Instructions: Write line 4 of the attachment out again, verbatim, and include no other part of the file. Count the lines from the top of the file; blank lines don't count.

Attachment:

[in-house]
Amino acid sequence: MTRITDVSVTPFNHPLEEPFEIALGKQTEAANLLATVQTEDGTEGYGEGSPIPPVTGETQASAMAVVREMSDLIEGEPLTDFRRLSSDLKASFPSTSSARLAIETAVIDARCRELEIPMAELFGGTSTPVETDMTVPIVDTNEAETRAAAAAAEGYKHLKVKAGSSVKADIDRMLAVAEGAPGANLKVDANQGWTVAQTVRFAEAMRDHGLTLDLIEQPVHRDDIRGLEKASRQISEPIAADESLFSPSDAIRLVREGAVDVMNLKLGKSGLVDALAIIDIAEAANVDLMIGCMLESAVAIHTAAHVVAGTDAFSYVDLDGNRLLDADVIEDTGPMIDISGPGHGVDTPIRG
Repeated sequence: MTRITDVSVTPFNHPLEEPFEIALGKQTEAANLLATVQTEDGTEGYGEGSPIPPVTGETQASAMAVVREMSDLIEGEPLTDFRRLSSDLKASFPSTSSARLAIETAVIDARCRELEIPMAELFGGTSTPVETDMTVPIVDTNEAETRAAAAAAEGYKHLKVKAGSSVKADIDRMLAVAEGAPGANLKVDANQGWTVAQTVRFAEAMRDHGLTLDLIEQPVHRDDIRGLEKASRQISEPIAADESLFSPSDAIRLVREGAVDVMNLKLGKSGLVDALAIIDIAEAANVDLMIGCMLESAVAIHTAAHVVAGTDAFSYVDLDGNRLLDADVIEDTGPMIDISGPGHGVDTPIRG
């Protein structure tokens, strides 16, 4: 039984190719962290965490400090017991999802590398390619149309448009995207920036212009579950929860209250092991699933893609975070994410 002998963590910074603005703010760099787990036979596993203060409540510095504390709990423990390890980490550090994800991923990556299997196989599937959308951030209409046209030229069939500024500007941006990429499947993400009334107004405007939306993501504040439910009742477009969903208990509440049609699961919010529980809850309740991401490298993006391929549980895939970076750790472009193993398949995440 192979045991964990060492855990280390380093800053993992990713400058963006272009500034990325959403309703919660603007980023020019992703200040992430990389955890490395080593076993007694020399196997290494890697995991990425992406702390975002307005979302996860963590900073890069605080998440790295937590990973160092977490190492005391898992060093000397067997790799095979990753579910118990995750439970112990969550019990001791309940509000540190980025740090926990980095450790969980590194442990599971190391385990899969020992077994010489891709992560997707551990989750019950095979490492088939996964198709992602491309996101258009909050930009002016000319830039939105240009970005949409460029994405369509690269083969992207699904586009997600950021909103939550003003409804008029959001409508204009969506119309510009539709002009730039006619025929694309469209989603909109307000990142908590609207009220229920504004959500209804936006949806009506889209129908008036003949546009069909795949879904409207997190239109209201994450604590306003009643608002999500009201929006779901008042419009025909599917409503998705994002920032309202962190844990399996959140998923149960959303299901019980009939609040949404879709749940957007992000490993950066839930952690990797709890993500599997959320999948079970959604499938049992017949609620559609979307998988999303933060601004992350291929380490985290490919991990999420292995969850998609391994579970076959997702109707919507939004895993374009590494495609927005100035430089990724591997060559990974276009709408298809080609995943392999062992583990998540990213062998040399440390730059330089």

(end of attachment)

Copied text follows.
């Protein structure tokens, strides 16, 4: 039984190719962290965490400090017991999802590398390619149309448009995207920036212009579950929860209250092991699933893609975070994410 002998963590910074603005703010760099787990036979596993203060409540510095504390709990423990390890980490550090994800991923990556299997196989599937959308951030209409046209030229069939500024500007941006990429499947993400009334107004405007939306993501504040439910009742477009969903208990509440049609699961919010529980809850309740991401490298993006391929549980895939970076750790472009193993398949995440 192979045991964990060492855990280390380093800053993992990713400058963006272009500034990325959403309703919660603007980023020019992703200040992430990389955890490395080593076993007694020399196997290494890697995991990425992406702390975002307005979302996860963590900073890069605080998440790295937590990973160092977490190492005391898992060093000397067997790799095979990753579910118990995750439970112990969550019990001791309940509000540190980025740090926990980095450790969980590194442990599971190391385990899969020992077994010489891709992560997707551990989750019950095979490492088939996964198709992602491309996101258009909050930009002016000319830039939105240009970005949409460029994405369509690269083969992207699904586009997600950021909103939550003003409804008029959001409508204009969506119309510009539709002009730039006619025929694309469209989603909109307000990142908590609207009220229920504004959500209804936006949806009506889209129908008036003949546009069909795949879904409207997190239109209201994450604590306003009643608002999500009201929006779901008042419009025909599917409503998705994002920032309202962190844990399996959140998923149960959303299901019980009939609040949404879709749940957007992000490993950066839930952690990797709890993500599997959320999948079970959604499938049992017949609620559609979307998988999303933060601004992350291929380490985290490919991990999420292995969850998609391994579970076959997702109707919507939004895993374009590494495609927005100035430089990724591997060559990974276009709408298809080609995943392999062992583990998540990213062998040399440390730059330089």